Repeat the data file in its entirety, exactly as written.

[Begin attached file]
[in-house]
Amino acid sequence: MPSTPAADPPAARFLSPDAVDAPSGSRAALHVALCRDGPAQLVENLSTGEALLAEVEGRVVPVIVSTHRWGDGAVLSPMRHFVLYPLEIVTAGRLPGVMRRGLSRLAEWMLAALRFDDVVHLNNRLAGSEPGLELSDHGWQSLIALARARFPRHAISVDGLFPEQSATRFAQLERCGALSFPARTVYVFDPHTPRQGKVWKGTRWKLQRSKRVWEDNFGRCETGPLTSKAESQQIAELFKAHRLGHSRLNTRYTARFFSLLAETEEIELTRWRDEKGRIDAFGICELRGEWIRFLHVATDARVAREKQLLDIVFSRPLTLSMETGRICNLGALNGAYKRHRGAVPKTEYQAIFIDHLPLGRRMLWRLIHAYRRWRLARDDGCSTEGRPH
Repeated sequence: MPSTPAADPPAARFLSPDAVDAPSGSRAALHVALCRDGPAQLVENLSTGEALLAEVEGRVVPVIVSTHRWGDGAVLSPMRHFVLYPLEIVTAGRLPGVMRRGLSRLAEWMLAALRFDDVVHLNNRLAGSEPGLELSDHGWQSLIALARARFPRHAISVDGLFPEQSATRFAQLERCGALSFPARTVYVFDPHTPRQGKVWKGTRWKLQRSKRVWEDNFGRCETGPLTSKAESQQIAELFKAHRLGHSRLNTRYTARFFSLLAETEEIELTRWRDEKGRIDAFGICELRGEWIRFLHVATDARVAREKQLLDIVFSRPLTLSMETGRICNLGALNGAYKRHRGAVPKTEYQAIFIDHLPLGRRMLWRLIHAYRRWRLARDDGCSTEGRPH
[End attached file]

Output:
[in-house]
Amino acid sequence: MPSTPAADPPAARFLSPDAVDAPSGSRAALHVALCRDGPAQLVENLSTGEALLAEVEGRVVPVIVSTHRWGDGAVLSPMRHFVLYPLEIVTAGRLPGVMRRGLSRLAEWMLAALRFDDVVHLNNRLAGSEPGLELSDHGWQSLIALARARFPRHAISVDGLFPEQSATRFAQLERCGALSFPARTVYVFDPHTPRQGKVWKGTRWKLQRSKRVWEDNFGRCETGPLTSKAESQQIAELFKAHRLGHSRLNTRYTARFFSLLAETEEIELTRWRDEKGRIDAFGICELRGEWIRFLHVATDARVAREKQLLDIVFSRPLTLSMETGRICNLGALNGAYKRHRGAVPKTEYQAIFIDHLPLGRRMLWRLIHAYRRWRLARDDGCSTEGRPH
Repeated sequence: MPSTPAADPPAARFLSPDAVDAPSGSRAALHVALCRDGPAQLVENLSTGEALLAEVEGRVVPVIVSTHRWGDGAVLSPMRHFVLYPLEIVTAGRLPGVMRRGLSRLAEWMLAALRFDDVVHLNNRLAGSEPGLELSDHGWQSLIALARARFPRHAISVDGLFPEQSATRFAQLERCGALSFPARTVYVFDPHTPRQGKVWKGTRWKLQRSKRVWEDNFGRCETGPLTSKAESQQIAELFKAHRLGHSRLNTRYTARFFSLLAETEEIELTRWRDEKGRIDAFGICELRGEWIRFLHVATDARVAREKQLLDIVFSRPLTLSMETGRICNLGALNGAYKRHRGAVPKTEYQAIFIDHLPLGRRMLWRLIHAYRRWRLARDDGCSTEGRPH